Inception Impressionability

I remember INCEPTION to be an absolute brain-screw, as I sat in the darkened cinema hall, and walking out with my skull bashed in with multiple pins. I remember missing the first 10 minutes of the film (which I am convinced that the beginning provides the answer to the end). And I remember the film provided an abundant amount of discussions between myself and my sister (who watched it with me), while we were having dinner afters (I no longer remember what we ate). The movie had made me think hard about what was real and what was make believe. And yes, predictably, the ending scene with the spinning top, provided loads of argument.

I remember all that and nothing else. Except for an intense Leonardo DiCaprio (who was more intense in Blood Diamond) and perhaps was more impressed by the stoic-nicity of Joseph Gordon-Levitt than anyone ever gave him credit for (I was a new fan after this flick). Other existed because they were scripted for (yes, even Ellen Page), and frankly that was all I had remembered, from Inception.

Inception screws with your brains and makes you question your reasoning abilities, but leaves not a mark, beyond a memory that i was a swell movie. And that's about it really. Will there be another movie like Inception? Perhaps. Perhaps there will be pretenders to the thrown. Will Inception be the celluloid legend that many claim to be? That is a question you know my answer for. What about YOU?

A while back, at the height of Inception's release and furor, much was made about it's story parallel to Satoshi Kon's earlier released animation PAPRIKA (for which I one the DVD of, an excellent film btw). And while I stand neither for or against whomever wrote what first, the mere fact that this concept is not original in the first place, stays with me regardless of the longevity of wither films. Brain-screws have been around since the days of Twilight Zone, and multiple-universed comicbook stories with faintly veiled excuses to crossover each comicbook companies. Satoshi had it assessable via animation (somewhat), while Nolan kept it obscure enough to fcuk with your thought-spaces.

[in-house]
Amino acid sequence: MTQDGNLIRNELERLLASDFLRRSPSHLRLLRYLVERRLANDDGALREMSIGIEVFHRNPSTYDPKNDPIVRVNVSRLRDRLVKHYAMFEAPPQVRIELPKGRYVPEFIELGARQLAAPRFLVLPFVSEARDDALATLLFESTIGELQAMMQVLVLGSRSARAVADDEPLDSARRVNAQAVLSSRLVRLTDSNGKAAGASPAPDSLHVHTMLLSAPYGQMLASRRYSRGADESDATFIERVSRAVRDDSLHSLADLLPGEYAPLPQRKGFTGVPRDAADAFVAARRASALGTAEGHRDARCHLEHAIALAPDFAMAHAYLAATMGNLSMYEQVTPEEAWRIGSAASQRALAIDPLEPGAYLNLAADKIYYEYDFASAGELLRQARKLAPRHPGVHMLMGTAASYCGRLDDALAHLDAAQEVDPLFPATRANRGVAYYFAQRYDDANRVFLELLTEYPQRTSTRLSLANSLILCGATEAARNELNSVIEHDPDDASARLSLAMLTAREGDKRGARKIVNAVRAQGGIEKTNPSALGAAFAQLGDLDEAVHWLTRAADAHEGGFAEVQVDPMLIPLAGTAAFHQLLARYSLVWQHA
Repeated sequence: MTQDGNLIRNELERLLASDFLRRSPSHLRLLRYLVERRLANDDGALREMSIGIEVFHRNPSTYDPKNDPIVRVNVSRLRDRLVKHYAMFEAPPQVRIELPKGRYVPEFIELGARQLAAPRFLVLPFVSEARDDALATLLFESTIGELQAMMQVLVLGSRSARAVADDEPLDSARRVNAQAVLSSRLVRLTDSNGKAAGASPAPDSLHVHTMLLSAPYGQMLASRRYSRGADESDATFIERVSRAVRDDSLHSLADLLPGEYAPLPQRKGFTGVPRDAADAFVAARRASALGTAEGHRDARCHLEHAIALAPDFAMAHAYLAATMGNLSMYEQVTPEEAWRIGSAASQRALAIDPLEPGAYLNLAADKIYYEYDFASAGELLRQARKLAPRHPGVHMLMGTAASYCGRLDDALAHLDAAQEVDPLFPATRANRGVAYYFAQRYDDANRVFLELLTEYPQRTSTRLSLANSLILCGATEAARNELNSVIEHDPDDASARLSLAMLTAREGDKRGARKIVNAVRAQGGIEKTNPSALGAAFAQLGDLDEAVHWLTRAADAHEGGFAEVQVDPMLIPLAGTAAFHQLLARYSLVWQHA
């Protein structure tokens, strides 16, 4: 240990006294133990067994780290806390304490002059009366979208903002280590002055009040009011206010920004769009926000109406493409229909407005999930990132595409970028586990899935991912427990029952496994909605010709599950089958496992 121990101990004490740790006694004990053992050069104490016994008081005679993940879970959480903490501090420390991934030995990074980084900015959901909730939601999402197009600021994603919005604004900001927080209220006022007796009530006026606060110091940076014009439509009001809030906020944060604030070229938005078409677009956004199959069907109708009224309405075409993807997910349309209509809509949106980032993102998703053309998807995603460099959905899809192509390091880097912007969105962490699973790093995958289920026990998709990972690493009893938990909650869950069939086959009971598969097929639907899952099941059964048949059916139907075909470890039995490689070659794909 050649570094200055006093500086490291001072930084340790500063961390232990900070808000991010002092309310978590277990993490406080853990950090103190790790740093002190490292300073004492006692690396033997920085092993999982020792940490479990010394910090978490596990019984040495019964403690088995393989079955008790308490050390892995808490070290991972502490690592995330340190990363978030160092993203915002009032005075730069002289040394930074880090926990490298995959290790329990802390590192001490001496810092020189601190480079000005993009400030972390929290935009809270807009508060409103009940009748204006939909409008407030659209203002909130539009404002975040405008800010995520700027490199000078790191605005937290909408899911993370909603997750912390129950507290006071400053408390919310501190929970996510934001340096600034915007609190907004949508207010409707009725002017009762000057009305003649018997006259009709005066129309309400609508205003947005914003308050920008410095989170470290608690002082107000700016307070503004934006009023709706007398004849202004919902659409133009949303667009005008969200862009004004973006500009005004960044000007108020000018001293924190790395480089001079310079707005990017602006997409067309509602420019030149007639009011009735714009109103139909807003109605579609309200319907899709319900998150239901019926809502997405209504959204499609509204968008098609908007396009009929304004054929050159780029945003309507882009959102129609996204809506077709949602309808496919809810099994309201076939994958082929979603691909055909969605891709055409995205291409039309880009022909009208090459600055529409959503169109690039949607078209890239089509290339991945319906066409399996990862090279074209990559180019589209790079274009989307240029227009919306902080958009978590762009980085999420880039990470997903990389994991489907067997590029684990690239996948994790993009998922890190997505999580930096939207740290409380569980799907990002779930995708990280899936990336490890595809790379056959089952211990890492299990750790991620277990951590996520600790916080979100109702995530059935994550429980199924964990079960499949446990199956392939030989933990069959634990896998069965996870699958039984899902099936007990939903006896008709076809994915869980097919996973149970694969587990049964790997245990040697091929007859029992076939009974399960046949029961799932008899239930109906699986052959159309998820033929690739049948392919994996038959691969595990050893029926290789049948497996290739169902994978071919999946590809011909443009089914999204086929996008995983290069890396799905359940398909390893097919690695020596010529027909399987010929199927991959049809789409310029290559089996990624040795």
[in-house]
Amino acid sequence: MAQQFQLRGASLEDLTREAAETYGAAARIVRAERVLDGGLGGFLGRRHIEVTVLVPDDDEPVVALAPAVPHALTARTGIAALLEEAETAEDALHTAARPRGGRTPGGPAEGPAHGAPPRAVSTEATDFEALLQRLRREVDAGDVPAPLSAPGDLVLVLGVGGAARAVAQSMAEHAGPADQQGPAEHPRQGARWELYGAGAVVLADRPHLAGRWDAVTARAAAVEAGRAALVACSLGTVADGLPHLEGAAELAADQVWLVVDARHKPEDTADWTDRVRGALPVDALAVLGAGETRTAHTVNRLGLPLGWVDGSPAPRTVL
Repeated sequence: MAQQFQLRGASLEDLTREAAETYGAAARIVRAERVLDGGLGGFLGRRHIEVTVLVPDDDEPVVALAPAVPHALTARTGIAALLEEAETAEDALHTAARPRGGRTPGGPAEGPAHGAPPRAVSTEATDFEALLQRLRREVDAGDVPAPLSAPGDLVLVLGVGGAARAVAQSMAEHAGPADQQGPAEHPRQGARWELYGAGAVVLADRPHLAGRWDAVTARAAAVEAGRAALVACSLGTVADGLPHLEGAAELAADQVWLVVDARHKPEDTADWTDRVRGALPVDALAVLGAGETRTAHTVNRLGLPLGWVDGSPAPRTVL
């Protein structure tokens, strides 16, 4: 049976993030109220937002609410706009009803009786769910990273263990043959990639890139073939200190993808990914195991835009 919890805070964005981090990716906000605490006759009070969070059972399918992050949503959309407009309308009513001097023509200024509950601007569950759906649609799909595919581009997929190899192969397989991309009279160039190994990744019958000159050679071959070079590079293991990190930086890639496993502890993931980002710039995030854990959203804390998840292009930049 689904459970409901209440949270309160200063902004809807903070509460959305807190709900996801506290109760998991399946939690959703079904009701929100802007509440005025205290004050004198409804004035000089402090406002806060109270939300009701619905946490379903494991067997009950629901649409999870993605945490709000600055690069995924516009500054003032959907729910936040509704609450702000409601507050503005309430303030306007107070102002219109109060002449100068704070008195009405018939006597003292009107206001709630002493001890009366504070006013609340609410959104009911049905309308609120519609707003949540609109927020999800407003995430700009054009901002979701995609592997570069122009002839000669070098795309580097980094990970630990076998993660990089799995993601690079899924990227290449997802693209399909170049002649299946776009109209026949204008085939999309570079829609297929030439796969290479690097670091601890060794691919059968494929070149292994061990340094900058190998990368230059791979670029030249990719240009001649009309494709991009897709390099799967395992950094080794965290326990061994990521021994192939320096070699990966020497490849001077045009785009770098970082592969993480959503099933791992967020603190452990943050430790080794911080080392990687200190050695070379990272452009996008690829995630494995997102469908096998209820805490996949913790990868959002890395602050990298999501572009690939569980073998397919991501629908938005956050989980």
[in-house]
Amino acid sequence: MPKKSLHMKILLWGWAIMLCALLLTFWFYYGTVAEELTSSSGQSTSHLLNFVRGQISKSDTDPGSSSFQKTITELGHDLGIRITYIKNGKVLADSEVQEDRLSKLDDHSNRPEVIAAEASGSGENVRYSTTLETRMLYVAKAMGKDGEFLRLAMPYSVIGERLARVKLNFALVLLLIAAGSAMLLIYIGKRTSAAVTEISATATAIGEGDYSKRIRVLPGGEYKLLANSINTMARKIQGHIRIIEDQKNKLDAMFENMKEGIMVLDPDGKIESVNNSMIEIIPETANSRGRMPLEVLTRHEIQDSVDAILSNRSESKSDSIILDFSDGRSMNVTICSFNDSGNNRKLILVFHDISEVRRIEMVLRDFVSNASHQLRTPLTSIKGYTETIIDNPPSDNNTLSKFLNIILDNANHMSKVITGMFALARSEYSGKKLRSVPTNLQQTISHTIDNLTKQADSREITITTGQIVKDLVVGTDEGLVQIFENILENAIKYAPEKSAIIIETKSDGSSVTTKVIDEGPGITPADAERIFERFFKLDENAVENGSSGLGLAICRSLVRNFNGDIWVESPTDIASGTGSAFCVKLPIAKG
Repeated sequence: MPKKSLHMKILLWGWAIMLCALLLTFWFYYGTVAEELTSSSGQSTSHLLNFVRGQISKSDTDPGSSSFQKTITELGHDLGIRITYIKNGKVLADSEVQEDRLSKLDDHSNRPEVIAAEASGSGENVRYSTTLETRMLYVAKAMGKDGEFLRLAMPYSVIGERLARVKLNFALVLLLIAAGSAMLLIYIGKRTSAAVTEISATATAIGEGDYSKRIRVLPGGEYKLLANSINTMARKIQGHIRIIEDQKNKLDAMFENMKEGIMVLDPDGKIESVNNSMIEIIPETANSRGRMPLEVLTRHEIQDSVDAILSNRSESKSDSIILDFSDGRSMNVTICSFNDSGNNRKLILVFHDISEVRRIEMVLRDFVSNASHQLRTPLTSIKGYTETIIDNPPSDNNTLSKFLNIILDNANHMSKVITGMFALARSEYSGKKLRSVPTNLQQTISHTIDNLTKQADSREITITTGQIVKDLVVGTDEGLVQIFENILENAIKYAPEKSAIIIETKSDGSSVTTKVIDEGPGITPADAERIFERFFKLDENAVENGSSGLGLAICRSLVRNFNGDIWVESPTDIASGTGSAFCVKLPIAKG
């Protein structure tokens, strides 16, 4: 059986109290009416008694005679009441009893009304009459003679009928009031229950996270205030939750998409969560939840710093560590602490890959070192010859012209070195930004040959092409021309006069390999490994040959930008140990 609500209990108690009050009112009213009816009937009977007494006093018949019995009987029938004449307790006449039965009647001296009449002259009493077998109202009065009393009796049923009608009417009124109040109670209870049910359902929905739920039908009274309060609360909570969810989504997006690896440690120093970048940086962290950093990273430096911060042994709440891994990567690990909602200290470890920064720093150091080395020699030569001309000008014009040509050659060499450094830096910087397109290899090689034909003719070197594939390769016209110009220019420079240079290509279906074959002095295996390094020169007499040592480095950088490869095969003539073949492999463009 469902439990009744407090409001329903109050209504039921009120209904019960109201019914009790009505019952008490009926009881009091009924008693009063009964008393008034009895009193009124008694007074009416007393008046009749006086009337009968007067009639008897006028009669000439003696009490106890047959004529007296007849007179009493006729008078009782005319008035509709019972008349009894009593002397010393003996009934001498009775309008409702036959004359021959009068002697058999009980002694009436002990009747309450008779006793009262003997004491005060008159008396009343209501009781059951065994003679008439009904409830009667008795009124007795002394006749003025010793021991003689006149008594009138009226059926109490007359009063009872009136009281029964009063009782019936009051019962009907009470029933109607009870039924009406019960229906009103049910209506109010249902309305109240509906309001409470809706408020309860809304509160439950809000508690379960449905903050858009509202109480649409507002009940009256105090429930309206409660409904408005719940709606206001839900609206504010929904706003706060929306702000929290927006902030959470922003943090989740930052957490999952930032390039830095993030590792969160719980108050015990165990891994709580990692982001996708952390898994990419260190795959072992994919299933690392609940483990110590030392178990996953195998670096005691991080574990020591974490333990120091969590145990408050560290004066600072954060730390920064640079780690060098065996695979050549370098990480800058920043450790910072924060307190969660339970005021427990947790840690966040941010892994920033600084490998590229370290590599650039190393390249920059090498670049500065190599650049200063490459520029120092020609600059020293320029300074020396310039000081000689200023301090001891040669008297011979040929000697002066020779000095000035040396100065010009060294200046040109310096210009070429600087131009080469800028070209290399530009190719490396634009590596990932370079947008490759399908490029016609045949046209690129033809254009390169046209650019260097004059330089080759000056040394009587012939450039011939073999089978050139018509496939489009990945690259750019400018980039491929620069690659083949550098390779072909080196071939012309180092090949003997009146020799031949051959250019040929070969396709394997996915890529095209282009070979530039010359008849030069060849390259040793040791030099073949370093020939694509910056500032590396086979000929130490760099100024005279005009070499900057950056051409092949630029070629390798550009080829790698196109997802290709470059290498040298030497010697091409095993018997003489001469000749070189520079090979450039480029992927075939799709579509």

For me, I remember Paprika moreso than Inception. But perhaps tis because I have watched Paprika twice (both on DVD) and do not own Inception on DVD, and do not plan to. Frankly, there are other more films that linger still in my memory-scape, and sadly Inception - as excellent as it seemed to be then - ironically was not that memorable enough for me.

[Inception Film credits on IMDb]